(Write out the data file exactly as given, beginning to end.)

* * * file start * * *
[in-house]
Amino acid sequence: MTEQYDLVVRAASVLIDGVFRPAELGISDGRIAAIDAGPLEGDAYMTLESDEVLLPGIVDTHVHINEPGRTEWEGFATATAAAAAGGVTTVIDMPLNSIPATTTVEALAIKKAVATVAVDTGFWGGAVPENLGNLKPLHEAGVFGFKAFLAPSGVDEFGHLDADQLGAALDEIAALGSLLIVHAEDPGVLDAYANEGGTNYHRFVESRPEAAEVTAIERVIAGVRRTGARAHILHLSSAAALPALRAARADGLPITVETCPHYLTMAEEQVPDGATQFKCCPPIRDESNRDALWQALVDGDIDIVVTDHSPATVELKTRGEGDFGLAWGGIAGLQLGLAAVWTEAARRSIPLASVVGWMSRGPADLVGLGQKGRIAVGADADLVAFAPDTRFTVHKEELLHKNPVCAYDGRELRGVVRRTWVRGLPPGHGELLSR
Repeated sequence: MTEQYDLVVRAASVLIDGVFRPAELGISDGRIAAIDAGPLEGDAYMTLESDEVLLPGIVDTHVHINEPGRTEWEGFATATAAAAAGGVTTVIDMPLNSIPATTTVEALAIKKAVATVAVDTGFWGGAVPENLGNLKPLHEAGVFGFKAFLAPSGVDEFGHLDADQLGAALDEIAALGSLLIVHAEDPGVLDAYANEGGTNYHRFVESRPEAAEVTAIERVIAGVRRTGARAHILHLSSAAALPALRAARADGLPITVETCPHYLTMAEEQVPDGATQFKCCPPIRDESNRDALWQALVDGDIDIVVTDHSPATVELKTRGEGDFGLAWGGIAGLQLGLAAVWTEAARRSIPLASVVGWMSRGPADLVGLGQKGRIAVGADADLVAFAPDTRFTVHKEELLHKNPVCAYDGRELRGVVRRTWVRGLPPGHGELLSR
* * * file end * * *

[in-house]
Amino acid sequence: MTEQYDLVVRAASVLIDGVFRPAELGISDGRIAAIDAGPLEGDAYMTLESDEVLLPGIVDTHVHINEPGRTEWEGFATATAAAAAGGVTTVIDMPLNSIPATTTVEALAIKKAVATVAVDTGFWGGAVPENLGNLKPLHEAGVFGFKAFLAPSGVDEFGHLDADQLGAALDEIAALGSLLIVHAEDPGVLDAYANEGGTNYHRFVESRPEAAEVTAIERVIAGVRRTGARAHILHLSSAAALPALRAARADGLPITVETCPHYLTMAEEQVPDGATQFKCCPPIRDESNRDALWQALVDGDIDIVVTDHSPATVELKTRGEGDFGLAWGGIAGLQLGLAAVWTEAARRSIPLASVVGWMSRGPADLVGLGQKGRIAVGADADLVAFAPDTRFTVHKEELLHKNPVCAYDGRELRGVVRRTWVRGLPPGHGELLSR
Repeated sequence: MTEQYDLVVRAASVLIDGVFRPAELGISDGRIAAIDAGPLEGDAYMTLESDEVLLPGIVDTHVHINEPGRTEWEGFATATAAAAAGGVTTVIDMPLNSIPATTTVEALAIKKAVATVAVDTGFWGGAVPENLGNLKPLHEAGVFGFKAFLAPSGVDEFGHLDADQLGAALDEIAALGSLLIVHAEDPGVLDAYANEGGTNYHRFVESRPEAAEVTAIERVIAGVRRTGARAHILHLSSAAALPALRAARADGLPITVETCPHYLTMAEEQVPDGATQFKCCPPIRDESNRDALWQALVDGDIDIVVTDHSPATVELKTRGEGDFGLAWGGIAGLQLGLAAVWTEAARRSIPLASVVGWMSRGPADLVGLGQKGRIAVGADADLVAFAPDTRFTVHKEELLHKNPVCAYDGRELRGVVRRTWVRGLPPGHGELLSR